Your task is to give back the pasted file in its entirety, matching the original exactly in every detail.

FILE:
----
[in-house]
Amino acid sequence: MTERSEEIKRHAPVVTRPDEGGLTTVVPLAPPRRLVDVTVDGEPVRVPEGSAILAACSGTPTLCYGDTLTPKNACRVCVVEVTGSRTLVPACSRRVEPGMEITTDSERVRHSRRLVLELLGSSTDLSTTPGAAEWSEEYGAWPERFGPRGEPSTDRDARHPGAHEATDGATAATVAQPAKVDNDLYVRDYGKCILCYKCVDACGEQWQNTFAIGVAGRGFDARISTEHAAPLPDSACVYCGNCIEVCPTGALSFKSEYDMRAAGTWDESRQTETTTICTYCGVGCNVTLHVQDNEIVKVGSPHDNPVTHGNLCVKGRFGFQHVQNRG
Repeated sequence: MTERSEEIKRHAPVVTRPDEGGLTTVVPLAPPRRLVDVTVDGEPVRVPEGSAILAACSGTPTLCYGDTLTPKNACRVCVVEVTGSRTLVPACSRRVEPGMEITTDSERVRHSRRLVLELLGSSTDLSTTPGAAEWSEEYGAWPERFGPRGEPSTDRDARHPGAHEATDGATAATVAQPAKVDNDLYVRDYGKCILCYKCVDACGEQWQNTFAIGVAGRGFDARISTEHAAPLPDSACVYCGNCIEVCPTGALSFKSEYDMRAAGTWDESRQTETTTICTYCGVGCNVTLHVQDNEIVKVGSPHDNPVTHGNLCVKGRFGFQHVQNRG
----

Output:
[in-house]
Amino acid sequence: MTERSEEIKRHAPVVTRPDEGGLTTVVPLAPPRRLVDVTVDGEPVRVPEGSAILAACSGTPTLCYGDTLTPKNACRVCVVEVTGSRTLVPACSRRVEPGMEITTDSERVRHSRRLVLELLGSSTDLSTTPGAAEWSEEYGAWPERFGPRGEPSTDRDARHPGAHEATDGATAATVAQPAKVDNDLYVRDYGKCILCYKCVDACGEQWQNTFAIGVAGRGFDARISTEHAAPLPDSACVYCGNCIEVCPTGALSFKSEYDMRAAGTWDESRQTETTTICTYCGVGCNVTLHVQDNEIVKVGSPHDNPVTHGNLCVKGRFGFQHVQNRG
Repeated sequence: MTERSEEIKRHAPVVTRPDEGGLTTVVPLAPPRRLVDVTVDGEPVRVPEGSAILAACSGTPTLCYGDTLTPKNACRVCVVEVTGSRTLVPACSRRVEPGMEITTDSERVRHSRRLVLELLGSSTDLSTTPGAAEWSEEYGAWPERFGPRGEPSTDRDARHPGAHEATDGATAATVAQPAKVDNDLYVRDYGKCILCYKCVDACGEQWQNTFAIGVAGRGFDARISTEHAAPLPDSACVYCGNCIEVCPTGALSFKSEYDMRAAGTWDESRQTETTTICTYCGVGCNVTLHVQDNEIVKVGSPHDNPVTHGNLCVKGRFGFQHVQNRG